By Erika Turan, APR, Senior Account Executive
It’s an irresistible siren call for many businesses and organizations, especially those with fledgling marketing efforts: if one message is good, 30 must be better.
There are just a few problems with that approach, unfortunately:
- You’ll need an enormous marketing and advertising budget. All those messages need many marketing mediums and space to reach your audience.
- Your audience can only absorb so much. Humans need to hear a message an average of catholic dating apps for young adults before it starts to sink in. If your message is lengthy and complex, it’s going to take a lot longer.
- Your sales and communications efforts will stall. When communications messages are overly long and complicated, your target audience is left to sift through it to discern what’s most important, and what they settle on may not be the message you most want them to hear.
This is an oversimplification message, but it gets the point home. Take, for example, McDonald’s. The restaurant chain’s message doesn’t say, “We sell hamburgers, sandwiches, salads, French fries and drinks all over the world. We offer breakfast, lunch, and dinner. You can eat in our restaurants or use the drive-thru. Sometimes we have specials, like the McRib or the shamrock shake.” All of it’s true, but it’s too much. It’s also too much of a focus on the functional benefits, instead of seeking to make an emotional connection with their audience. Lots of places offer quick-serve burgers and fries (functional benefit). But connecting with an emotional benefit packs more punch into the message.
Instead, McDonald’s simply says, “I’m lovin’ it.” Their supporting messages can speak to crispy fries or the components of a Big Mac. But their initial focus is telling you there’s something here you’ll love.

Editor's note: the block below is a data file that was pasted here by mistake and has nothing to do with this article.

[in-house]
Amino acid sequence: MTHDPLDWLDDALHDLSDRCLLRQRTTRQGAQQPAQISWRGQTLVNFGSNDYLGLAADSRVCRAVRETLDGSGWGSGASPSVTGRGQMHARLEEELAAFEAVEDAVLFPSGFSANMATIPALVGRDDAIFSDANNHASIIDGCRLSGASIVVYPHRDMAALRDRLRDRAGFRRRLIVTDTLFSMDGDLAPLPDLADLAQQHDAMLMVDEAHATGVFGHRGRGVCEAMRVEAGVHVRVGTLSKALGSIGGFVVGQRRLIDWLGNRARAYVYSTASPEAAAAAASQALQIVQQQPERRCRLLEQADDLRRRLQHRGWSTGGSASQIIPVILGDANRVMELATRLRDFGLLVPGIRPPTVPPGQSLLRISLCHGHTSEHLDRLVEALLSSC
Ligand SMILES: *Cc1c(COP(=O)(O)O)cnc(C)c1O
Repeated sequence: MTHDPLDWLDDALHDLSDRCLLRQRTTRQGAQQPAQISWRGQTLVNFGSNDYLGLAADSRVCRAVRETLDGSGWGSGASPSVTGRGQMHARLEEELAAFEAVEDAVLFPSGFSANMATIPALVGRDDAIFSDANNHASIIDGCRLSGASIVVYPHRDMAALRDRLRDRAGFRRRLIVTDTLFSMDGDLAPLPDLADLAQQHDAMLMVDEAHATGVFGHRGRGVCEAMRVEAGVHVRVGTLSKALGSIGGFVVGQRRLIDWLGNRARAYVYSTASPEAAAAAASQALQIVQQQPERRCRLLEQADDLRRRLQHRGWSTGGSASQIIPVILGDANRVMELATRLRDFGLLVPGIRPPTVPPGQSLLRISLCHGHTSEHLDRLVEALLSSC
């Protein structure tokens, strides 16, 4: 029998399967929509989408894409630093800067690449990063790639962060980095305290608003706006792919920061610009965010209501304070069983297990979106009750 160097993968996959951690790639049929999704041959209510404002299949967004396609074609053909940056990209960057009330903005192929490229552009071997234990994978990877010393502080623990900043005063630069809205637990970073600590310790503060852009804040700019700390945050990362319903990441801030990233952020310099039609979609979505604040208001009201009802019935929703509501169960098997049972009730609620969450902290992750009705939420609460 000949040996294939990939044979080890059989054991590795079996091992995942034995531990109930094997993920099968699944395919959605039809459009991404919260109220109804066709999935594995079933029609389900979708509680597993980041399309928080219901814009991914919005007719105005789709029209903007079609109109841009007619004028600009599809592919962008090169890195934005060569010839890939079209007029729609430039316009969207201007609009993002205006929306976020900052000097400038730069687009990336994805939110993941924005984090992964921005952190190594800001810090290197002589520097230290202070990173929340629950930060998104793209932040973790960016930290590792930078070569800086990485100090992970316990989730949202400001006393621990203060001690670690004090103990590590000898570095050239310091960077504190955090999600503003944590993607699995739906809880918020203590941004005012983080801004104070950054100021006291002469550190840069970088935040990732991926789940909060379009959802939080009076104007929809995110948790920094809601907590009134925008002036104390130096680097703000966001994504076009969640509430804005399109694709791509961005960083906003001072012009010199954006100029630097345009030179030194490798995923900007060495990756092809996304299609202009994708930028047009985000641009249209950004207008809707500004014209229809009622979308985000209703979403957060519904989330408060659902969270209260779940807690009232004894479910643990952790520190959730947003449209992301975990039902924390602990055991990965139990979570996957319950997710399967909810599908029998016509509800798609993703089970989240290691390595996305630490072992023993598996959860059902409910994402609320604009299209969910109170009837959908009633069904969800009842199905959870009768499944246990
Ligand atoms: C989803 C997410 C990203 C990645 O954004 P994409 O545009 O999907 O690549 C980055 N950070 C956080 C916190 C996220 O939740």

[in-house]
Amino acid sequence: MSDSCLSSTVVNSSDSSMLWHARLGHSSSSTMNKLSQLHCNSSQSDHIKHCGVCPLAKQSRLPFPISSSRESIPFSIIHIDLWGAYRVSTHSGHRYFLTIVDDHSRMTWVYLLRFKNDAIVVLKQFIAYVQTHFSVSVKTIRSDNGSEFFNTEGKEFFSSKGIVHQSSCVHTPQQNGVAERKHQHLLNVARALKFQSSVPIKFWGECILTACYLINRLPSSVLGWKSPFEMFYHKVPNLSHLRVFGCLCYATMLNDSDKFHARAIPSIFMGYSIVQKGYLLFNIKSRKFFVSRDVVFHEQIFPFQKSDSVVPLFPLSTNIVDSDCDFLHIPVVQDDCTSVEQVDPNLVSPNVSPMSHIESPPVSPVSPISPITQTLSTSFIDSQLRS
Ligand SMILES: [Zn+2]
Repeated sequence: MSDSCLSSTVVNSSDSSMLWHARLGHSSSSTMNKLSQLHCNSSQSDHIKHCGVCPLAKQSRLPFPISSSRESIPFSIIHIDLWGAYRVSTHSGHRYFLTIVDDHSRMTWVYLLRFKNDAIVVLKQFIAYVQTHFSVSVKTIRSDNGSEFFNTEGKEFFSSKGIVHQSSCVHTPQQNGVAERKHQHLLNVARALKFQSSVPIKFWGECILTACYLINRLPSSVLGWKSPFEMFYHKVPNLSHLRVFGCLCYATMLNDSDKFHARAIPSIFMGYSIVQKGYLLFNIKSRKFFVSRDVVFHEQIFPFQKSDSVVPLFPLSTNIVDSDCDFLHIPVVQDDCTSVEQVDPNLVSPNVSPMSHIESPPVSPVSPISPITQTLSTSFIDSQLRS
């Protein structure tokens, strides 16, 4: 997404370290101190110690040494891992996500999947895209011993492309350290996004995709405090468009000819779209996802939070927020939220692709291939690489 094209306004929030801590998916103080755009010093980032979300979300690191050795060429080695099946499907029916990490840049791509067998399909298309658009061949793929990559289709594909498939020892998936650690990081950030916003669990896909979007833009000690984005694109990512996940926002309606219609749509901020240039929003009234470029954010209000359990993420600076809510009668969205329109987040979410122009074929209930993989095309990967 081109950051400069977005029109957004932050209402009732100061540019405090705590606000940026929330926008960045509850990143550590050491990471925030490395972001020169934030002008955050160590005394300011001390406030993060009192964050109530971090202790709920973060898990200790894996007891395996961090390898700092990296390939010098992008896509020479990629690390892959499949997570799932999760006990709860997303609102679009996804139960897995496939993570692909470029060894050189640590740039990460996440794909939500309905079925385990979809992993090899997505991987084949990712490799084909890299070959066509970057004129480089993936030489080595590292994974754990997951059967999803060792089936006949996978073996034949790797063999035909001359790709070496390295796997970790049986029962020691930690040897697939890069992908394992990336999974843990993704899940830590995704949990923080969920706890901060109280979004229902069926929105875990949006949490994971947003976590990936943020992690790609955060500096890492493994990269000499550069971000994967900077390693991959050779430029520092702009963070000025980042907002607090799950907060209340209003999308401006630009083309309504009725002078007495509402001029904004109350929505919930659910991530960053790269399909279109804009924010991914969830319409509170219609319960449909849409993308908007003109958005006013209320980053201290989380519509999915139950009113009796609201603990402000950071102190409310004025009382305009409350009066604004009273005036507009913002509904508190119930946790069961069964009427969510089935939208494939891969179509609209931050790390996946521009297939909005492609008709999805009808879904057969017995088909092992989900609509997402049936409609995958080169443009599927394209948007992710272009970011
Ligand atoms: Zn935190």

Let’s apply the same approach to healthcare. Many hospitals fall victim to the temptations of listing all their services, equipment, and specialties. More sophisticated healthcare systems have embraced that a shorter message, more focused on emotional benefits, will cut through the marketing clutter more succinctly. Cleveland Clinic is a leader not only with their medical care, but also their marketing message: “Every Life Deserves World-Class Care.”
Ready to craft your own message? Here are a few tips:
- Interview key stakeholders. Ask them questions like what they think is most important to convey, what they like or don’t like about the brand. You’ll see themes start to emerge that can help craft an overarching message.
- Evaluate the competition. You don’t want to say the same thing they are.
- Seek to connect with your audience on an emotional, not functional, level.
- Trim, trim, and trim some more. Keep sifting through messages until you’re able to focus on one that’s short, succinct, impactful. Hang onto those other messages though; they’re still valuable in helping to support your primary message.
We’ve crafted award-winning messages for dozens of clients. Let us know if you need help with yours.